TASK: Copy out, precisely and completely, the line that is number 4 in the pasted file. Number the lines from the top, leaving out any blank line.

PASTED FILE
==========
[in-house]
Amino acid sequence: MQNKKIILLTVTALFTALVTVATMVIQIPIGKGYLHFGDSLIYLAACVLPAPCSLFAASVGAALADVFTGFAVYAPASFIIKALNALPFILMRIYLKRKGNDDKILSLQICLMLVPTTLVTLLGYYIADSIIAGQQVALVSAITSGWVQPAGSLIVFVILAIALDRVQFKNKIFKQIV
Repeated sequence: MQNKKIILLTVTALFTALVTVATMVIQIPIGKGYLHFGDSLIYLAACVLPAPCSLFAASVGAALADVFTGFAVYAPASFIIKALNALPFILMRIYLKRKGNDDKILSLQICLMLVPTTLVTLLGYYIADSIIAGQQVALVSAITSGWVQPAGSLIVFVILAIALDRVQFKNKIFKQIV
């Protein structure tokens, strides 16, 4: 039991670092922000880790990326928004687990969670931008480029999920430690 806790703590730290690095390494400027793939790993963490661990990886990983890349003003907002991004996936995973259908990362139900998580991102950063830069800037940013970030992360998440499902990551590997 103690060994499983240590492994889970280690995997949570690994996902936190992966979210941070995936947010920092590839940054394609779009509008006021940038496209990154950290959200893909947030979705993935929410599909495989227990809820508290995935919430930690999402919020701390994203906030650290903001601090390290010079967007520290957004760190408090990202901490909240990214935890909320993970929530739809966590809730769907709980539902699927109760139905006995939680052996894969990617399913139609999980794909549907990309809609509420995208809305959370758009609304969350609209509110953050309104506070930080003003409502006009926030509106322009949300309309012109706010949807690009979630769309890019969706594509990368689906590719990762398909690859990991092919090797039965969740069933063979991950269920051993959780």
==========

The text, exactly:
């Protein structure tokens, strides 16, 4: 039991670092922000880790990326928004687990969670931008480029999920430690 806790703590730290690095390494400027793939790993963490661990990886990983890349003003907002991004996936995973259908990362139900998580991102950063830069800037940013970030992360998440499902990551590997 103690060994499983240590492994889970280690995997949570690994996902936190992966979210941070995936947010920092590839940054394609779009509008006021940038496209990154950290959200893909947030979705993935929410599909495989227990809820508290995935919430930690999402919020701390994203906030650290903001601090390290010079967007520290957004760190408090990202901490909240990214935890909320993970929530739809966590809730769907709980539902699927109760139905006995939680052996894969990617399913139609999980794909549907990309809609509420995208809305959370758009609304969350609209509110953050309104506070930080003003409502006009926030509106322009949300309309012109706010949807690009979630769309890019969706594509990368689906590719990762398909690859990991092919090797039965969740069933063979991950269920051993959780």